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SCENE II.-Same as Scene I.-MRS. H. seated alone, knitting, looks up from her work.

MRS. H. As I sit. knitting to-night, I cannot but think of the poem:

"There's but one pair of stockings to mend to-night."

How true of my own little family. One died in infancy. Another was drowned while endeavoring to save the life of a poor widow's child. The youngest, yes, the dearest and best, died for his country; manfully did he go forth as soon as war's hot breath o'erspread the land. What sufferings he has undergone since then! He loved his home, he loved Rosa Beaumond, but he loved his country better than all. What a blank is now in our little home. May God's mercy rest with every vacant fireside. May his presence cheer many a sad household to-night.

Enter ROSA, R.

ROSA. I have much to tell you, dear Mrs. Hansford. This day has been an exciting one to me.

MR. H. Sit down, Rosa, tell me all, you look weary and

worn out.

ROSA. For sometime Jay Persings has been very attentive to me. He told me that he felt badly to see me dressed in mourning; sympathized with me, pitied me; and to-day he wrote me, asking my hand in marriage, urging me to fix upon an early day for our wedding.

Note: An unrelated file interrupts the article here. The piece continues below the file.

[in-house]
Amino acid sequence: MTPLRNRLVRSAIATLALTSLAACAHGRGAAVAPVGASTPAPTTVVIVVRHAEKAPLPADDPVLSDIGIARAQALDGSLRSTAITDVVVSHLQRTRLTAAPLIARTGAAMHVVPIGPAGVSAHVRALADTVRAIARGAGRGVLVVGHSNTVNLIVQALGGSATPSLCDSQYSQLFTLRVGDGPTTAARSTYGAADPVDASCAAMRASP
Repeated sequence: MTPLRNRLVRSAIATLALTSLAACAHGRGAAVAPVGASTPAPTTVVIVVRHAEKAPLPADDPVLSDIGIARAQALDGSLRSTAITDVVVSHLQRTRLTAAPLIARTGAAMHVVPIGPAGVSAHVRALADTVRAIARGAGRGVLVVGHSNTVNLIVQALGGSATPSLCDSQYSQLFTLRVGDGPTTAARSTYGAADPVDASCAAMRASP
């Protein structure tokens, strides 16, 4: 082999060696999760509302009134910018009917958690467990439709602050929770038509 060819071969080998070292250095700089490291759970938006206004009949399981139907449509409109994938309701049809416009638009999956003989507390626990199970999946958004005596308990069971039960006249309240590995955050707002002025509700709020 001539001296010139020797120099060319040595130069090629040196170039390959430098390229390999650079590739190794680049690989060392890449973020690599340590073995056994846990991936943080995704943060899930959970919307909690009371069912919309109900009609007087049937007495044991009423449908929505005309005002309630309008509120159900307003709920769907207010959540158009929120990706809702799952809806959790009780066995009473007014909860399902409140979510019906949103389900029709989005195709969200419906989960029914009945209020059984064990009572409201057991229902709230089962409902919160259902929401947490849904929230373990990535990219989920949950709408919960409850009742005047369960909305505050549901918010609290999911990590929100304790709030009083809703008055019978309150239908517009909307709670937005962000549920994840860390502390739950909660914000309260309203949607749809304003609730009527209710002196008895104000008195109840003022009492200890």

MRS. H. And your answer, Rosa?

ROSA. I answered him "No." His offer I spurn.
MRS. H. But Rosa, if he loves you, it might-

ROSA. (c.) I know Jay Persings. I have seen him in the street, drunken. He is without character. Then his offer, so soon after the death of one I most devotedly loved, leads me to spurn him more than for any other act. But were he perfection, I should reject his offer.

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MRS. H. You are doubtless right, Rosa, though you surprise me, as I did not think him guilty of so great a vice.

ROSA. I had a dream the evening Mr. Hansford brought us the terrible news, but I feared to tell it you. It was so sweet a dream, so pleasant, so cheering, so impossible, that I did not tell you. (MRS. H. appears interested.) But last night I had the same dream, saw the same vision. A group of fairies, three in number, appeared to me. I do not remember all they said, but they told me I should yet see him whom I loved. 'Tis foolish to believe in dreams, but what can this mean?


MRS. H. The same vision of which you speak, saw I on that evening. But he is dead. We can never meet him again on this earth. Those fairy angels have told us we shall meet him again, but it shall be in heaven. Come, with me, Rosa, you are weary. (Exeunt.